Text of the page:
Basically, from 1938 to 1958, the #1 first baseman in baseball is either Johnny Mize, Stan Musial or Gil Hodges.    The count actually is seven years as #1 for Musial, five years for Mize, four for Hodges, and one each for Phil Cavaretta and Augie Galan (during World War II), and one each for Mickey Vernon and Ted Kluszewski.   Musial switches between the outfield and first base.   When he is in the outfield he ranks first at his outfield spot, or maybe second behind Ted Williams; when he is at first base he ranks first at first.   

First

Last

YEAR

Rank

HR

RBI

Avg

OPS

Value

Johnny

Mize

1939

1

28

108

.349

1.070

32.12

Jimmie

Foxx

1939

2

35

105

.360

1.158

30.29

Hank

Greenberg

1939

3

33

112

.312

1.042

27.68

Dolph

Camilli

1939

4

26

104

.290

.933

27.21

Hal

Trosky

1939

5

25

104

.335

.994

25.27

 

             

 

Johnny

Mize

1940

1

43

137

.314

1.039

31.94

Dolph

Camilli

1940

2

23

96

.287

.926

27.08

Jimmie

Foxx

1940

3

36

119

.297

.993

25.15

Hal

Trosky

1940

4

25

93

.295

.920

24.60

Frank

McCormick

1940

5

19

127

.309

.850

24.01

 

             

 

Johnny

Mize

1941

1

16

100

.317

.941

30.58

Dolph

Camilli

1941

2

34

120

.285

.962

27.66

Elbie

Fletcher

1941

3

11

74

.288

.878

22.20

Frank

McCormick

1941

4

17

97

.269

.740

21.24

Jimmie

Foxx

1941

5

19

105

.300

.917

19.81

 

             

 

Johnny

Mize

1942

1

26

110

.305

.901

31.54

Dolph

Camilli

1942

2

26

109

.252

.843

25.27

Elbie

Fletcher

1942

3

7

57

.289

.810

21.58

Frank

McCormick

1942

4

13

89

.277

.721

20.29

Mickey

Vernon

1942

5

9

86

.271

.725

20.21

 

             

 

First

Last

YEAR

Rank

HR

RBI

Avg

OPS

Value

Mickey

Vernon

1943

1

7

70

.268

.744

22.46

Nick

Etten

1943

2

14

107

.271

.775

22.07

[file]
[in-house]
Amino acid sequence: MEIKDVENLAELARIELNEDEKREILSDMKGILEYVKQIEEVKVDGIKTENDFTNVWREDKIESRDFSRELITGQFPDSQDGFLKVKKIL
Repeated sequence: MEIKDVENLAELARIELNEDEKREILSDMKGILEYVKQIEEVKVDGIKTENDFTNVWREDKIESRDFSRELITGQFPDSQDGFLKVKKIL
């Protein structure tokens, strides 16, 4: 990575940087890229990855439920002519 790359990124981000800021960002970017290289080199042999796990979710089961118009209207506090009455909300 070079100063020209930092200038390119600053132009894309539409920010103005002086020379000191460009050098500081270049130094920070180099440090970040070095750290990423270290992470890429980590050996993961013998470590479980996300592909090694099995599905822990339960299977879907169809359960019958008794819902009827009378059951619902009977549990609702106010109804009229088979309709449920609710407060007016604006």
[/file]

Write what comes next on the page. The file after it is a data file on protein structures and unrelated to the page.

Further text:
Rudy

York

1943

3

34

118

.271

.893

21.92

Frank

McCormick

1943

4

8

59

.303

.758

21.41

Elbie

Fletcher

1943

5

9

70

.283

.791

20.74

 

             

 

Phil

Cavarretta

1944

1

5

82

.321

.841

24.68

Frank

McCormick

1944

2

20

102

.305

.853

23.96

Nick

Etten

1944

3

22

91

.293

.865

22.78

Ray

Sanders

1944

4

12

102

.295

.812

21.85

Rudy

York

1944

5

18

98

.276

.792

21.34

 

             

 

Augie

Galan

1945

1

9

92

.307

.864

28.92

Phil

Cavarretta

1945

2

6

97

.355

.949

27.79

Nick

Etten

1945

3

18

111

.285

.824

21.11

Ray

Sanders

1945

4

8

78

.276

.760

19.57

Frank

McCormick

1945

5

10

81

.276

.729

19.16

 

             

 

Stan

Musial

1946

1

16

103

.365

1.021

39.69

Johnny

Mize

1946

2

22

70

.337

1.013

29.65

Hank

Greenberg

1946

3

44

127

.277

.977

27.62

Mickey

Vernon

1946

4

8

85

.353

.910

25.17

Johnny

Hopp

1946

5

3

48

.333

.827

20.90

 

             

 

First

Last

YEAR

Rank

HR

RBI

Avg

OPS

Value

Stan

Musial

1947

1

19

95

.312

.902

34.27

Johnny

Mize

1947

2

51

138

.302

.998

29.65

Jackie

Robinson

1947

3

12

48

.297

.810

20.79

George

McQuinn

1947

4

13

80

.304

.832

20.37

Roy

Cullenbine

1947

5

24

78

.224

.823

18.00

 

             

 

Johnny

Mize

1948

1

40

125

.289

.959

26.69

Ferris

Fain

1948

2

7

88

.281

.808

18.51

Eddie

Waitkus

1948

3

7

44

.295

.764

16.06

Earl

Torgeson

1948

4

10

67

.253

.770

15.66

Eddie

Robinson

1948

5

16

83

.254

.715

15.28

 

             

 

Gil

Hodges

1949

1

23

115

.285

.813

19.34

Ferris

Fain

1949

2

3

78

.263

.754

19.17

Johnny

Mize

1949

3

19

64

.263

.794

18.75

Eddie

Robinson

1949

4

18

78

.294

.840

18.14

Mickey

Vernon

1949

5

18

83

.291

.801

17.05

 

             

 

Stan

Musial

1950

1

28

109

.346

1.034

36.53

Earl

Torgeson

1950

2

23

87

.290

.885

26.29

Walt

Dropo

1950

3

34

144

.322

.961

22.69

Gil

Hodges

1950

4

32

113

.283

.875

22.10

Eddie

Robinson

1950

5

21

86

.295

.846

19.75

 

             

 

First

Last

YEAR

Rank

HR

RBI

Avg

OPS

Value

Gil

Hodges

1951

1

40

103

.268

.901

24.18

Eddie

Robinson

1951

2

29

117

.282

.866

21.69

Earl

Torgeson

1951

3

24

92

.263

.812

19.88

Mickey

Vernon

1951

4

9

87

.293

.781

19.51

Ferris

Fain

1951

5

6

57

.344

.921

19.45

 

             

 

Gil

Hodges

1952

1

32

102

.254

.886

24.83

Ted

Kluszewski

1952

2

16

86

.320

.892

22.70

Eddie

Robinson

1952

3

22

104

.296

.848

21.38

Mickey

Vernon

1952

4

10

80

.251

.746

21.32

Ferris

Fain

1952

5

2

59

.327

.867

19.63

 

             

 

Gil

Hodges

1953

1

31

122

.302

.943

25.61

Mickey

Vernon

1953

2

15

115

.337

.921

25.33